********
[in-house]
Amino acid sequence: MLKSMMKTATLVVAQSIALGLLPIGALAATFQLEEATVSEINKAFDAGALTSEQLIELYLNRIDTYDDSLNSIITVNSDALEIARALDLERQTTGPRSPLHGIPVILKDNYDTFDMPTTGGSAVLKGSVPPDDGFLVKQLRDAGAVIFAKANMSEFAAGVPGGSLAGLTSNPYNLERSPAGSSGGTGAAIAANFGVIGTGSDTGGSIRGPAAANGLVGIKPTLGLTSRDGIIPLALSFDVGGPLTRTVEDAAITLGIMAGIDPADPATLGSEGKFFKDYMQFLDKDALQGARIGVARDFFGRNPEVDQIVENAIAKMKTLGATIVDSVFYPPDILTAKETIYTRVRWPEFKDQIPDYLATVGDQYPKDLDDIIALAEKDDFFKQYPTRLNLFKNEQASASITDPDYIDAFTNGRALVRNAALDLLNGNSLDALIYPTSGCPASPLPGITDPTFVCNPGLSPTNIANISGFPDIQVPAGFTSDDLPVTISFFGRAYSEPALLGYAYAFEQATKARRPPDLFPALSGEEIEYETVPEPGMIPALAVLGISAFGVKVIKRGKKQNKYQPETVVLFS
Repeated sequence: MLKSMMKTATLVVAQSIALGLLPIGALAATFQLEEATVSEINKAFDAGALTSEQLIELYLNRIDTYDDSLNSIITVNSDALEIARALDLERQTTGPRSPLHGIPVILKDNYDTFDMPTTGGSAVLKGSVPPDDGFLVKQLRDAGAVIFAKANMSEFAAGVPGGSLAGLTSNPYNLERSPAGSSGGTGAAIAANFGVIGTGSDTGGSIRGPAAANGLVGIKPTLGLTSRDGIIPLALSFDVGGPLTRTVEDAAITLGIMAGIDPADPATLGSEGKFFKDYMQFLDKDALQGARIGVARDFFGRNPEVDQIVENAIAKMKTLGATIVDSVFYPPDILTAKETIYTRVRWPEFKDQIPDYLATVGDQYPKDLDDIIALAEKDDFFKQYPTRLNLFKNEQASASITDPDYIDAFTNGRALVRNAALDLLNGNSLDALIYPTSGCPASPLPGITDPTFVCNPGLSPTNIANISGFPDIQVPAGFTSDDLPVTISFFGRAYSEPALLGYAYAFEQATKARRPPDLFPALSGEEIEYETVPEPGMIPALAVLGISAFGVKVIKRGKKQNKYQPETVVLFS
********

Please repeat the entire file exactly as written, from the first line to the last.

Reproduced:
[in-house]
Amino acid sequence: MLKSMMKTATLVVAQSIALGLLPIGALAATFQLEEATVSEINKAFDAGALTSEQLIELYLNRIDTYDDSLNSIITVNSDALEIARALDLERQTTGPRSPLHGIPVILKDNYDTFDMPTTGGSAVLKGSVPPDDGFLVKQLRDAGAVIFAKANMSEFAAGVPGGSLAGLTSNPYNLERSPAGSSGGTGAAIAANFGVIGTGSDTGGSIRGPAAANGLVGIKPTLGLTSRDGIIPLALSFDVGGPLTRTVEDAAITLGIMAGIDPADPATLGSEGKFFKDYMQFLDKDALQGARIGVARDFFGRNPEVDQIVENAIAKMKTLGATIVDSVFYPPDILTAKETIYTRVRWPEFKDQIPDYLATVGDQYPKDLDDIIALAEKDDFFKQYPTRLNLFKNEQASASITDPDYIDAFTNGRALVRNAALDLLNGNSLDALIYPTSGCPASPLPGITDPTFVCNPGLSPTNIANISGFPDIQVPAGFTSDDLPVTISFFGRAYSEPALLGYAYAFEQATKARRPPDLFPALSGEEIEYETVPEPGMIPALAVLGISAFGVKVIKRGKKQNKYQPETVVLFS
Repeated sequence: MLKSMMKTATLVVAQSIALGLLPIGALAATFQLEEATVSEINKAFDAGALTSEQLIELYLNRIDTYDDSLNSIITVNSDALEIARALDLERQTTGPRSPLHGIPVILKDNYDTFDMPTTGGSAVLKGSVPPDDGFLVKQLRDAGAVIFAKANMSEFAAGVPGGSLAGLTSNPYNLERSPAGSSGGTGAAIAANFGVIGTGSDTGGSIRGPAAANGLVGIKPTLGLTSRDGIIPLALSFDVGGPLTRTVEDAAITLGIMAGIDPADPATLGSEGKFFKDYMQFLDKDALQGARIGVARDFFGRNPEVDQIVENAIAKMKTLGATIVDSVFYPPDILTAKETIYTRVRWPEFKDQIPDYLATVGDQYPKDLDDIIALAEKDDFFKQYPTRLNLFKNEQASASITDPDYIDAFTNGRALVRNAALDLLNGNSLDALIYPTSGCPASPLPGITDPTFVCNPGLSPTNIANISGFPDIQVPAGFTSDDLPVTISFFGRAYSEPALLGYAYAFEQATKARRPPDLFPALSGEEIEYETVPEPGMIPALAVLGISAFGVKVIKRGKKQNKYQPETVVLFS